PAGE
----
On the other hand, if the ideas are not forthcoming, give suggestions: do they prefer taking snacks before their homework, would they rather play before getting down to the books? Whichever their choices, let them write down what they have agreed on and then post their regimen as a reminder.

What if you have 3 or four kids? Don’t let that be a deterrent to this approach – just make sure that they don’t interfere with each other’s schedule and that everyone follows their routine.

While giving these rules, you can let every child know that they don’t get any screen time before they complete their homework. By establishing these rules, your kids will stick to the set routine, and they could even study during the summer holidays. You are the coach, advice and organize.

  • Communicate with their teachers

Parents and teachers should work as partners whose end goal is to make the student better. So, you should communicate with their teachers if you notice a problem and remember to do that civilly. With such coordinated efforts, a parent could get a lesson sheet from the teacher for use as a guide: we weren’t taught the way kids are taught today,

  • Teach them time management

Besides teaching independence, homework is a tool that helps kids figure out how to make the most out of their time. While the time it takes to complete assignments increases as they go up a grade, let them understand that they have an X amount of time to complete their assignments. You could send a note to the teacher if your child is unable to complete their assignment within the assigned time.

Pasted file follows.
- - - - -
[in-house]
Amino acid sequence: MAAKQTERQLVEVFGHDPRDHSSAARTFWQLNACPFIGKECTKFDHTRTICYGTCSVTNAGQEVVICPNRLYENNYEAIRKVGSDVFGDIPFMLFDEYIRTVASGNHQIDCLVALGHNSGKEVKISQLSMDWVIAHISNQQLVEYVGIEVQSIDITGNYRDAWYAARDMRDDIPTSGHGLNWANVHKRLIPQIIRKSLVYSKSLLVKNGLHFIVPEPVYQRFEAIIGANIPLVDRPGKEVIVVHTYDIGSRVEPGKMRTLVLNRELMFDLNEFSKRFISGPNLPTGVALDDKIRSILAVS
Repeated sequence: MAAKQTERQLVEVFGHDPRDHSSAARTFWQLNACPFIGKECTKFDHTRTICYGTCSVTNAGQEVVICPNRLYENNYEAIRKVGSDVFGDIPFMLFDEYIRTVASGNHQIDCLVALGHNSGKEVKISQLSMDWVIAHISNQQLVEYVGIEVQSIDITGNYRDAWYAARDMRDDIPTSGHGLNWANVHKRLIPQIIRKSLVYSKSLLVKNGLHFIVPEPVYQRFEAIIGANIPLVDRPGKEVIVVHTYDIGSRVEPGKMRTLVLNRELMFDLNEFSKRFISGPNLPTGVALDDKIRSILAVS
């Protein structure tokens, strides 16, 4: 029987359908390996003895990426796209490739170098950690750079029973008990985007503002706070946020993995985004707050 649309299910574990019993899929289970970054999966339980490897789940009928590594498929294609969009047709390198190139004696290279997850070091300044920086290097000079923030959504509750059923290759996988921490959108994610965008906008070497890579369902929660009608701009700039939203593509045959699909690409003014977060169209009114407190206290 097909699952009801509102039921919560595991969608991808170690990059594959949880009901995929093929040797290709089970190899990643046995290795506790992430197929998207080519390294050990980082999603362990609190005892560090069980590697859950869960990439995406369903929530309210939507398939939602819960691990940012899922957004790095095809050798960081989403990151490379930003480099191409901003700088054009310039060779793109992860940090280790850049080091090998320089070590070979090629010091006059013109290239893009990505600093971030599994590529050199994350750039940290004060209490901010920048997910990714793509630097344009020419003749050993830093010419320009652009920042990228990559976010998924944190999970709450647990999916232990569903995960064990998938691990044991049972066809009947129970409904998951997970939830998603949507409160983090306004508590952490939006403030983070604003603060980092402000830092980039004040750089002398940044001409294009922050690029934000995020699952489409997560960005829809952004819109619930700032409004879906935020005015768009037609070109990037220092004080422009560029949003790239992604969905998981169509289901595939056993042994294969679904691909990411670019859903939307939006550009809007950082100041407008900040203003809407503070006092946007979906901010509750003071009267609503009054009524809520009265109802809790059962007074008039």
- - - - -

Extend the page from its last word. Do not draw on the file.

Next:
• Your kids should be in charge

A tough one, no? To help your child become better, let them do their homework to the best of their ability and if they’re unable to solve some problems – don’t help out even if you can. Why? Teachers develop learning and memorizing strategies for kids, and when you bail them out, you only end up short-circuiting them. It’s okay for your child to miss a few hours of play time when they don’t finish their homework. They hate is, and they will learn from those experiences.

Even though taking a step back is tough, it will help your child become better.

  • Take deep breathes

What happens when your child is overwhelmed and has a meltdown, do you help them? Yes. But, by letting them calm down (hugs, kisses, and reassurance that you can figure things out) and listening to them rank when they’re mad. Kids only need to feel heard.

If you’re the one on the verge of a meltdown, walk away, take a bath or splash water on your face. You need to calm down so, create a break and then try to figure out the problem when you’re okay.

Other strategies include determining how much you should be involved in considering your child’s age. Also, stop hovering during homework time, review your child’s good studying habits, determine your child’s sticking point, and take breaks.